The Volta: Friday Feature

Sum of Every Lost Ship by Allison Titus. Cleveland State University Poetry Center, 2010.

cover of Sum of Every Lost Ship

First Book Questionnaire: Allison Titus | September 14, 2012.

1. Does your manuscript bear any relation to a graduate thesis project?

No not really, although a few poems from my thesis ended up in the final book.

2. How do you feel about these poems now that they’ve materialized in book format?

They feel removed from me, a little like ghosts and a little bit ancient, because I work so slowly that by the time the book came into being, I’d lived with some of the poems for years. Mostly I feel they were the poems I had to write in order to get over some preoccupations and in order to ever write different poems.

3. What was your experience when you began publishing? What challenges did you encounter?

I remember there was a long long stretch where I couldn’t get any single thing accepted, anywhere, and that made me feel like I had no idea what I was doing, which I didn’t, but then something shifted and I started to have better luck. I do wish I had waited a lot longer before I tried to publish things, that I hadn’t felt compelled to chalk things up.

4. How, if at all, did chapbooks prepare you for the making of a full-length collection?

I have one chapbook from the gorgeous Bateau Press, and it contains what I think of as the core poems of my full-length book, so I guess it’s definitely a smaller rendition of the finished thing. I think what it did was give those poems some momentum for me.

5. How did you shape and order your manuscript?

I wanted sections that linked, but were also discrete, like rooms, connected but solitary. I wanted the book’s progression to feel like a long, poorly lit hallway, if the rooms were sanctuary from that ramble and claustrophobia.

6. Was anyone or anything indispensable in the process of making your debut collection?

Yes, Michael Dumanis at Cleveland State Poetry Center, definitely, and also—maybe not so much mechanically as in the way of having steadfast and important support from—several of my favorite poet friends and my husband, who’s also a poet, and a teacher I studied with at Vermont College. In terms of the idea of the thing, I felt bolstered by a group of generous people for sure.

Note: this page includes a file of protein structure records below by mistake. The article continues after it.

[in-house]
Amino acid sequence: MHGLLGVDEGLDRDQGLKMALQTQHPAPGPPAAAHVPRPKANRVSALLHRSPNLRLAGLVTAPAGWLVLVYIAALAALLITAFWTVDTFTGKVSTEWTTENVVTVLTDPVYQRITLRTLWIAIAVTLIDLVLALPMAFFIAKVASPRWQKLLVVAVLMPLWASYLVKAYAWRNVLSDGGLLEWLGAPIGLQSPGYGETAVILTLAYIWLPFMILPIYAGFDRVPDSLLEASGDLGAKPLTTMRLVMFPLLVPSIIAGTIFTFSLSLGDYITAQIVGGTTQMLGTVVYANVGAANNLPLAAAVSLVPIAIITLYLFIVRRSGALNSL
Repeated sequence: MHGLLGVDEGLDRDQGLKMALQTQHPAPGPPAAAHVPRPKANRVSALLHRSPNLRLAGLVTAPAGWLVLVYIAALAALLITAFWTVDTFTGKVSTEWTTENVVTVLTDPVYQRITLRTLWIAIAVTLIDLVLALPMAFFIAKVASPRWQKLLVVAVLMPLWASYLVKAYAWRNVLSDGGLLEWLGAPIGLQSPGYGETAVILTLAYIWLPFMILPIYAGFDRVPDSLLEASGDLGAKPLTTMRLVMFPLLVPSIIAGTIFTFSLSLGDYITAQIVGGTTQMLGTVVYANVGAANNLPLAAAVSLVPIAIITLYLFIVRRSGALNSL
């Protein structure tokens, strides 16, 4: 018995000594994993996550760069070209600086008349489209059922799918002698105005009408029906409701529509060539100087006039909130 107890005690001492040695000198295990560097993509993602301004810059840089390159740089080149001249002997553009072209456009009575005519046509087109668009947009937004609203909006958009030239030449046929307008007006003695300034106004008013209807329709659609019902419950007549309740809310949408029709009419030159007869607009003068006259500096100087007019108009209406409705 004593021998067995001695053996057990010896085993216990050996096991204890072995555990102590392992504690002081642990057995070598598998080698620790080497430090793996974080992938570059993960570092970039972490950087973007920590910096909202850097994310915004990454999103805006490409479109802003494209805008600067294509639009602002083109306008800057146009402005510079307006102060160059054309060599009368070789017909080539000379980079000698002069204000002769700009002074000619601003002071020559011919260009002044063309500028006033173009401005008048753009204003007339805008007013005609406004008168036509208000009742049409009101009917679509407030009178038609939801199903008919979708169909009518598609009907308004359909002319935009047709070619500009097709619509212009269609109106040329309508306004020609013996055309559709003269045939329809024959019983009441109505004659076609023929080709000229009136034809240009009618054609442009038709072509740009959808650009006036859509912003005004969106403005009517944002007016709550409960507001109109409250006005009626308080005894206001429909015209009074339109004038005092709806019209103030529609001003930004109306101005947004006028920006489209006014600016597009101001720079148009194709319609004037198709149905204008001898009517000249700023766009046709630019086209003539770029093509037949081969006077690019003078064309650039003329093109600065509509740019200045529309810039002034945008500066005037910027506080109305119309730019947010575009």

7. What is your impression of book contests?

That they are one way to get your book of poems published.

8. How did you learn to navigate the press world?


9. What aspirations did you have for this book?

I hoped that it would find readers who responded to something in it, even in a tiny way, which would justify its existence as a book, that it would resonate with someone somewhere who’d take it home and let it live in their house.

10. How would you describe this work?

I think of it as an epistolary.

11. Do you work primarily on discrete poems, serially, toward a project, with a set of concerns, or otherwise?

I think I work in all of those ways, depending on what the impetus of the poem/project is, although lately I have been working more in series, establishing one primary concern and then approaching it over and over, from different angles. I am obsessive, too, so this actually makes a fundamental sense to my brain.

12. Whose poems affect you or your work?

Most recently: Kerri Webster, AM Marshall, Cori A. Winrock, Frank Stanford, Shelly Taylor.

13. What are you working on now?

I’m working on a series of office poems that overlaps with a series of animal poems, and a novel.

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image of Allison Titus

Allison Titus is the author of Sum of Every Lost Ship (Cleveland State Poetry Center). Some recent poems have appeared in A Public Space, Black Warrior Review, Boston Review, Gulf Coast, Catch Up and a novel excerpt is forthcoming in Verse. In 2011, she was awarded an NEA poetry fellowship. She is co-editor of the poetry journal Handsome.